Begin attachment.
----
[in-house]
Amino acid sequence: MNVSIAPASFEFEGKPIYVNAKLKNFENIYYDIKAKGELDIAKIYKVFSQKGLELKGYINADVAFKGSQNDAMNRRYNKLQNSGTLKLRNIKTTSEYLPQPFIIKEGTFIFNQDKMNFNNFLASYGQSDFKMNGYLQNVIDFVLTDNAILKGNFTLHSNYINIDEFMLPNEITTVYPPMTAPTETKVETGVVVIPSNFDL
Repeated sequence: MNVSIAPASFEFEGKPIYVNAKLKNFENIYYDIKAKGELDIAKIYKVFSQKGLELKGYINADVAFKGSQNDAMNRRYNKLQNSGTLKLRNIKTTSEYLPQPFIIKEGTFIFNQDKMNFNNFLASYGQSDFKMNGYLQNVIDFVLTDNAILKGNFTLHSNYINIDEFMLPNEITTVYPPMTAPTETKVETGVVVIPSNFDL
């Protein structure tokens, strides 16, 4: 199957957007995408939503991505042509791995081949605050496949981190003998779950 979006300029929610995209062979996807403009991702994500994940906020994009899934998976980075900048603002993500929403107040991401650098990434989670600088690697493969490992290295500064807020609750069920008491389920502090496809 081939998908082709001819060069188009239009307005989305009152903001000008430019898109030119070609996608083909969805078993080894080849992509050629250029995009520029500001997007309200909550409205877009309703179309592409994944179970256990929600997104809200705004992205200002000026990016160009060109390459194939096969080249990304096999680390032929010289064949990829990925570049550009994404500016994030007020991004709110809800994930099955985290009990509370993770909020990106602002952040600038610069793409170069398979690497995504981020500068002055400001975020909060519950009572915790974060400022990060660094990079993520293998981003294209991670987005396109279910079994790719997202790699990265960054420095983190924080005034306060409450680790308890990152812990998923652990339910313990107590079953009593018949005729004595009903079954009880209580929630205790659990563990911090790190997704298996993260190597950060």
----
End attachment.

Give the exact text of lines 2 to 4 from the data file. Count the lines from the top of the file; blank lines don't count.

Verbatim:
Amino acid sequence: MNVSIAPASFEFEGKPIYVNAKLKNFENIYYDIKAKGELDIAKIYKVFSQKGLELKGYINADVAFKGSQNDAMNRRYNKLQNSGTLKLRNIKTTSEYLPQPFIIKEGTFIFNQDKMNFNNFLASYGQSDFKMNGYLQNVIDFVLTDNAILKGNFTLHSNYINIDEFMLPNEITTVYPPMTAPTETKVETGVVVIPSNFDL
Repeated sequence: MNVSIAPASFEFEGKPIYVNAKLKNFENIYYDIKAKGELDIAKIYKVFSQKGLELKGYINADVAFKGSQNDAMNRRYNKLQNSGTLKLRNIKTTSEYLPQPFIIKEGTFIFNQDKMNFNNFLASYGQSDFKMNGYLQNVIDFVLTDNAILKGNFTLHSNYINIDEFMLPNEITTVYPPMTAPTETKVETGVVVIPSNFDL
């Protein structure tokens, strides 16, 4: 199957957007995408939503991505042509791995081949605050496949981190003998779950 979006300029929610995209062979996807403009991702994500994940906020994009899934998976980075900048603002993500929403107040991401650098990434989670600088690697493969490992290295500064807020609750069920008491389920502090496809 081939998908082709001819060069188009239009307005989305009152903001000008430019898109030119070609996608083909969805078993080894080849992509050629250029995009520029500001997007309200909550409205877009309703179309592409994944179970256990929600997104809200705004992205200002000026990016160009060109390459194939096969080249990304096999680390032929010289064949990829990925570049550009994404500016994030007020991004709110809800994930099955985290009990509370993770909020990106602002952040600038610069793409170069398979690497995504981020500068002055400001975020909060519950009572915790974060400022990060660094990079993520293998981003294209991670987005396109279910079994790719997202790699990265960054420095983190924080005034306060409450680790308890990152812990998923652990339910313990107590079953009593018949005729004595009903079954009880209580929630205790659990563990911090790190997704298996993260190597950060």